I’m a Telemarketer. Here’s How to Get Rid of Me
I’ve worked for a telemarketing company for two years and made a lot of unwanted calls. I have to keep making them because most people don’t know how to get rid of us, but the right approach can make all the difference.
Excellent advice for those of us (everyone?) who loathe telemarketers, direct from the irritating mouth of a telemarketer. It involves a lot of self-control and firmness when dealing with them. Talk about a challenge. I have to admit to doing something that doesn’t really get me off their lists, but keeps them from reaching me regardless. This only works with Android phones as far as I know. First I set up a contact called Telemarketing Asshole. Any known telemarketer/charity/etc. that keeps pestering me day after day gets its number added to this contact. Then I just have my phone send any calls from Telemarketing Asshole directly to my voicemail. I also set it to block any unlisted numbers, so good luck reaching me if you’re doing that…
Jeremy sent this little tidbit along: those slimy subhumans (a.k.a. telemarketers) are trying to render the Do Not Call List useless in many states, unleashing a nasty plague of dinnertime phone calls on the unsuspecting public. Kinda like the plagues in the Bible, since telemarketers rank right up there with frogs and locusts. The “existing business relationship” loophole mentioned in the story is their bullshitty way of weaseling out from under state laws. I have visions of telemarketers partnering with credit card companies and banks in order to determine where you shop — then they’ll use it as an excuse to call you at home because you forged a “business relationship” when you bought that electric in-the-shell egg scrambler at K-Mart. Oh, the possibilities are endless!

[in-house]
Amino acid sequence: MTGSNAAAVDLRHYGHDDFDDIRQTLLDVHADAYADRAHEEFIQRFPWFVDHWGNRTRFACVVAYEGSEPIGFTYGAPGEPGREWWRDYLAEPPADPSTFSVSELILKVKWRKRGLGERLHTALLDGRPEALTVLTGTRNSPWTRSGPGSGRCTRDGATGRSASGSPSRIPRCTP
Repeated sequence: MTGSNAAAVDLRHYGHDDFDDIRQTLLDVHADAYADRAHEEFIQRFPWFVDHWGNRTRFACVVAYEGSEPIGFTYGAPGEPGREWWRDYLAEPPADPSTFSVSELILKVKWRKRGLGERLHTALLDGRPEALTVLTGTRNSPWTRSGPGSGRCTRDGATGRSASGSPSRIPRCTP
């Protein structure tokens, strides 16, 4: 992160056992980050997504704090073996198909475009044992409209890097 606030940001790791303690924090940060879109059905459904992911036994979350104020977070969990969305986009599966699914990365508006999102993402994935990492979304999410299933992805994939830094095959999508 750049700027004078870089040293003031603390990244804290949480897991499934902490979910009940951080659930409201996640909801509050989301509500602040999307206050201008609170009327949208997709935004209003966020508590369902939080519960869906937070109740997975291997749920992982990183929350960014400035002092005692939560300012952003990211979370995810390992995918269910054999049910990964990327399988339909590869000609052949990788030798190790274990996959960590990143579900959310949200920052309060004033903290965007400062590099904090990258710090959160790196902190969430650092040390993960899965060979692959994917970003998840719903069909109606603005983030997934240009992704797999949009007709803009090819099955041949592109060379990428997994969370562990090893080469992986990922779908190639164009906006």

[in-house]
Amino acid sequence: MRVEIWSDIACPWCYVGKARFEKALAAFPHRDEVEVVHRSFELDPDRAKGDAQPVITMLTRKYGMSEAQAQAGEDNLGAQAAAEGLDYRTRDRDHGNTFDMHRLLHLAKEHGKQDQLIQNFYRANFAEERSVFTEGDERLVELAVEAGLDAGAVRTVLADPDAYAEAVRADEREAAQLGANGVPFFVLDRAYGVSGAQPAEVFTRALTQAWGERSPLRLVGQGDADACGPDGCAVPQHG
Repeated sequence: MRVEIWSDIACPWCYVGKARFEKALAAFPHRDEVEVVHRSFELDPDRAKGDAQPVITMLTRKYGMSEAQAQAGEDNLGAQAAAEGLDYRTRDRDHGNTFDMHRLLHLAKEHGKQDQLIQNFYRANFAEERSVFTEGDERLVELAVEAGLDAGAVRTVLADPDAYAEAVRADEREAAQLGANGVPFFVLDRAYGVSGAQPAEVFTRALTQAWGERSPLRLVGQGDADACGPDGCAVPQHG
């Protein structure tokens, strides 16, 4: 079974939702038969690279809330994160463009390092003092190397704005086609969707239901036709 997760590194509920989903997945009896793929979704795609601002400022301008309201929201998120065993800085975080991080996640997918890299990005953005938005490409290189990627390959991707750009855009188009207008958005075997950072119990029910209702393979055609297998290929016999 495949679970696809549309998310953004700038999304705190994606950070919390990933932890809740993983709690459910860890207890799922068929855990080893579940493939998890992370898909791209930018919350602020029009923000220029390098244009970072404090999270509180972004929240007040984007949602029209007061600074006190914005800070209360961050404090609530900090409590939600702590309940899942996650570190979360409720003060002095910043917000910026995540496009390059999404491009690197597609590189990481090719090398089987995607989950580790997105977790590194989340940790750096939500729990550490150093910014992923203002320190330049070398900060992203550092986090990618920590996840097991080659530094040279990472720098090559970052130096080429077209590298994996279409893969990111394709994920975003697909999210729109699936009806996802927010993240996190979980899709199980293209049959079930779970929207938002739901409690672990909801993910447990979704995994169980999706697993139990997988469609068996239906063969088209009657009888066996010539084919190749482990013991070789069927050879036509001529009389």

Telemarketers are toilet scum. If the FCC caves on this, you may never have an uninterrupted dinnertime again!
Ha! Take that, telemarketing scum. Your complaint to the Supreme Court that the National Do-Not-Call List is “unconstitutional” and “limits free speech” has been rightfully flushed down the toilet. Ka-pow! Now, go back under the rock you crawled out from.
In May, three marketing groups, The American Teleservices Association, Mainstream Marketing Services, and TMG Marketing, appealed the lower court’s ruling. They argued that the Do Not Call Registry infringed upon their right to free speech, that it unfairly exempted political and charitable calls, that consumers already had less restrictive means to block unwanted calls, and that the imposition of fees on telemarketers represented an unfair tax on protected speech.
In their Petition to the Supreme Court, the marketing organizations argued that “this case arises from a recent trend among governmental entities to restrict commercial speech discriminatorily in the name of privacy.”
In February, the 10th Circuit Court of Appeals ruled that the Do Not Call Registry represented a valid commercial speech regulation because it advanced substantial government interests while being narrowly tailored and that the fees telemarketers must pay to access the list are allowable because they defray the cost of lawful government regulation.